So basically I do think Harry regrets the things he says he regrets, and the whole ‘truth is sacred’ routine feels in character to me as something he would do in this situation, but the optics of Harry snapping his fingers right after he finishes talking makes his statement appear way less genuine, even if it doesn’t technically contradict any of the things he said.

  3. Greetings from Ukraine!

    Guys, you both are really awesome and fun. I love all the differences in your opinions, and it’s totally OK to have them.

    Steven, I cannot even imagine how hard is it for you to keep it spoiler-free, and try to bully (or maybe Obliviate? :) yourself repeatedly into interpreting the story as if it was your first read. I myself have certainly squealed aloud several times after some Brian’s off-handed comments that hit bullseye. Also, your voice is just pure ❤

    Brian, I feel your pain. Because as much as I love all about this story now, on my first readthrough I was constantly mildly pissed off for the good part of the book. I wonder if you would like the whole thing. As for me, it really shined on the re-read, or rather re-read via the audiobook (a pity it didn’t work for you).

    Now that I think, it was really the audiobook that made me truly invested in the story. Having not much spare time to read, an audiobook/podcast just gives you freedom to be inside the story while jogging or driving. Eneasz did a stunning performance voicing Harry, Draco and professor Quirrell. And the amazing acting of Hermione, McGonagall, Dumbledore and Snape, of course. It really is an emotionally enhanced experience, and I must admit it probably is different from just reading. I didn’t even know about adult – dark wizard, it was always adult for me, 100% accurate and true and always like a punch in the gut: everyone is capable of everything.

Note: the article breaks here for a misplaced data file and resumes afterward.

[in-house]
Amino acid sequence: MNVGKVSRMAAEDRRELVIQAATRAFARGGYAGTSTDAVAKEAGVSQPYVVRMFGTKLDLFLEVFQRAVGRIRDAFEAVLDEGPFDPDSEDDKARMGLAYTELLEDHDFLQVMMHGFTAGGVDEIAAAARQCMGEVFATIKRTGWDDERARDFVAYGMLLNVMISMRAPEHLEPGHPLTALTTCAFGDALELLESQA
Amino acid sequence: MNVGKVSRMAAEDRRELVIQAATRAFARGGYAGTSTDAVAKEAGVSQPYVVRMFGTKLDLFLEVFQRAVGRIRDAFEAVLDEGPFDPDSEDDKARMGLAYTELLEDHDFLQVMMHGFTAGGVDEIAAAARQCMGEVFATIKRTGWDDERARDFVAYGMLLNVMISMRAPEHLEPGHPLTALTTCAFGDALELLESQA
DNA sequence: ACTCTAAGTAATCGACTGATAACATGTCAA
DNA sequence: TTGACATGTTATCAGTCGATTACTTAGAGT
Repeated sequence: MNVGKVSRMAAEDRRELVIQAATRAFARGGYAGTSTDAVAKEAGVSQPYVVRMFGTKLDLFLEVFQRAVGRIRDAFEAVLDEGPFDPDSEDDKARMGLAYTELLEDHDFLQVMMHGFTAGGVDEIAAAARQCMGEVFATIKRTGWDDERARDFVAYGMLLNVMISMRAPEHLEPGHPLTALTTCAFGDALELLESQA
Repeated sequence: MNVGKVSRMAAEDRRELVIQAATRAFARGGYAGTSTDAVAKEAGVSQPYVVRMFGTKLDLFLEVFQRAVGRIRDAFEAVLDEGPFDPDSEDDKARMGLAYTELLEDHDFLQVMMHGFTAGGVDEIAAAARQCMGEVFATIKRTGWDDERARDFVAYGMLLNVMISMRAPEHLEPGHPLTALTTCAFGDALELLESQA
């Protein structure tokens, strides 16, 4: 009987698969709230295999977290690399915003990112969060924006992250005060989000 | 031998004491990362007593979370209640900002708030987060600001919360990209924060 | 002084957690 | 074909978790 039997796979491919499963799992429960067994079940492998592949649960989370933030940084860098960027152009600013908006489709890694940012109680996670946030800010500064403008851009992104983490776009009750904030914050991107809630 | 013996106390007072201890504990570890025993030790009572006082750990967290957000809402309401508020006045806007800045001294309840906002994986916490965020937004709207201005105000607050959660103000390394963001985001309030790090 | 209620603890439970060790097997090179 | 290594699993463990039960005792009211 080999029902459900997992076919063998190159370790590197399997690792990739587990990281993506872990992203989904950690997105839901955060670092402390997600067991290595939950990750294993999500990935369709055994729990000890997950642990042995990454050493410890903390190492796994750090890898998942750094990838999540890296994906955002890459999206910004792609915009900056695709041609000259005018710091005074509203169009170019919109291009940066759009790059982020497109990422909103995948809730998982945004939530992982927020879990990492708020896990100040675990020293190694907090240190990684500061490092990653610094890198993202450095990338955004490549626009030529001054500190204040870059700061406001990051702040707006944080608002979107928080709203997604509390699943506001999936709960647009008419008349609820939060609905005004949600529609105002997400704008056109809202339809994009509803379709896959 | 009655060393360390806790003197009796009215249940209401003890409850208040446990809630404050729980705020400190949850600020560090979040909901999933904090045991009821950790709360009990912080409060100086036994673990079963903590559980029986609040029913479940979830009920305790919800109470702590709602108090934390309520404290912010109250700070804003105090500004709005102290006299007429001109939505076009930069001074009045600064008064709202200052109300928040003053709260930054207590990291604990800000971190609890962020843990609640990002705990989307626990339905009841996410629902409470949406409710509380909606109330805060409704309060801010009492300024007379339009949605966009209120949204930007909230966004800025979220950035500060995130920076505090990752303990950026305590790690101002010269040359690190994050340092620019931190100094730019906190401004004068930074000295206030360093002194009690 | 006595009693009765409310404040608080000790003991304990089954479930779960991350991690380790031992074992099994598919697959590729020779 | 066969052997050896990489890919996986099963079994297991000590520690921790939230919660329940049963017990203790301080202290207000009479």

Also, is there a WOG about Snape knowing the fact vs. reading Harry’s mind about the number of electrons? I’ve never seen the theory of mind-reading, and it’s really a GOOD little one, adding like an extra layer of petty fucked-up-ness of the character.

  4. One thing about the audiobook:
    HPMoR was the first audiobook I listened to (apart from some children stories on a tape recorder) and.. I’m not sure, I might regret listening to it because it ruined every other audiobook for me I heard afterwards.
    Most audiobooks are just some famous person or some voice actor reading out the book, maybe changing their speech pattern a bit when they voice different characters but you don’t get dozens of voices (and I even liked it a lot when Eneasz was doing all or almost all the characters) and you don’t get fitting music with the scenes… so I’m constantly a bit disappointed when listening to a different audiobook. The HPMoR audiobook is just too good. :-)